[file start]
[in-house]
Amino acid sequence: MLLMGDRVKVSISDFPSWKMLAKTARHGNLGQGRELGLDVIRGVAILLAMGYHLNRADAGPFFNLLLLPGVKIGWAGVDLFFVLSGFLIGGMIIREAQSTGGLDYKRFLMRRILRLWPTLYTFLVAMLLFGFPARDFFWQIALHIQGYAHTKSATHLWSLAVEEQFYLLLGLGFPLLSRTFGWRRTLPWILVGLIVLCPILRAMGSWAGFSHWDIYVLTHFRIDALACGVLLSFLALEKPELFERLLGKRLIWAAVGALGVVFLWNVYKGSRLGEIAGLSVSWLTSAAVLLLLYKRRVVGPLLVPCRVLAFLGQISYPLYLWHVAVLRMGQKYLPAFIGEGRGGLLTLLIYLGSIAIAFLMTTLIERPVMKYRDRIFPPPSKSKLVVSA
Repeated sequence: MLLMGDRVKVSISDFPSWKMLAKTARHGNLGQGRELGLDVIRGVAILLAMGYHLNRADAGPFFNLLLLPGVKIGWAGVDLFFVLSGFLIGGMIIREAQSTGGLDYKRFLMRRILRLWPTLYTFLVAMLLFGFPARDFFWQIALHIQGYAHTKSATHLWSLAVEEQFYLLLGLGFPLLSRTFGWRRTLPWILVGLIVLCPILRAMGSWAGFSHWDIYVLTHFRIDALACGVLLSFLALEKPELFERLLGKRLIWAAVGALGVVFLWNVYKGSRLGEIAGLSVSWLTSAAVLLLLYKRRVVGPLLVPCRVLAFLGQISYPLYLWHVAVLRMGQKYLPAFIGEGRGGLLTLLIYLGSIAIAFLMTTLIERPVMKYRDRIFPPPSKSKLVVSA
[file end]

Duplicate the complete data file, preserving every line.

[in-house]
Amino acid sequence: MLLMGDRVKVSISDFPSWKMLAKTARHGNLGQGRELGLDVIRGVAILLAMGYHLNRADAGPFFNLLLLPGVKIGWAGVDLFFVLSGFLIGGMIIREAQSTGGLDYKRFLMRRILRLWPTLYTFLVAMLLFGFPARDFFWQIALHIQGYAHTKSATHLWSLAVEEQFYLLLGLGFPLLSRTFGWRRTLPWILVGLIVLCPILRAMGSWAGFSHWDIYVLTHFRIDALACGVLLSFLALEKPELFERLLGKRLIWAAVGALGVVFLWNVYKGSRLGEIAGLSVSWLTSAAVLLLLYKRRVVGPLLVPCRVLAFLGQISYPLYLWHVAVLRMGQKYLPAFIGEGRGGLLTLLIYLGSIAIAFLMTTLIERPVMKYRDRIFPPPSKSKLVVSA
Repeated sequence: MLLMGDRVKVSISDFPSWKMLAKTARHGNLGQGRELGLDVIRGVAILLAMGYHLNRADAGPFFNLLLLPGVKIGWAGVDLFFVLSGFLIGGMIIREAQSTGGLDYKRFLMRRILRLWPTLYTFLVAMLLFGFPARDFFWQIALHIQGYAHTKSATHLWSLAVEEQFYLLLGLGFPLLSRTFGWRRTLPWILVGLIVLCPILRAMGSWAGFSHWDIYVLTHFRIDALACGVLLSFLALEKPELFERLLGKRLIWAAVGALGVVFLWNVYKGSRLGEIAGLSVSWLTSAAVLLLLYKRRVVGPLLVPCRVLAFLGQISYPLYLWHVAVLRMGQKYLPAFIGEGRGGLLTLLIYLGSIAIAFLMTTLIERPVMKYRDRIFPPPSKSKLVVSA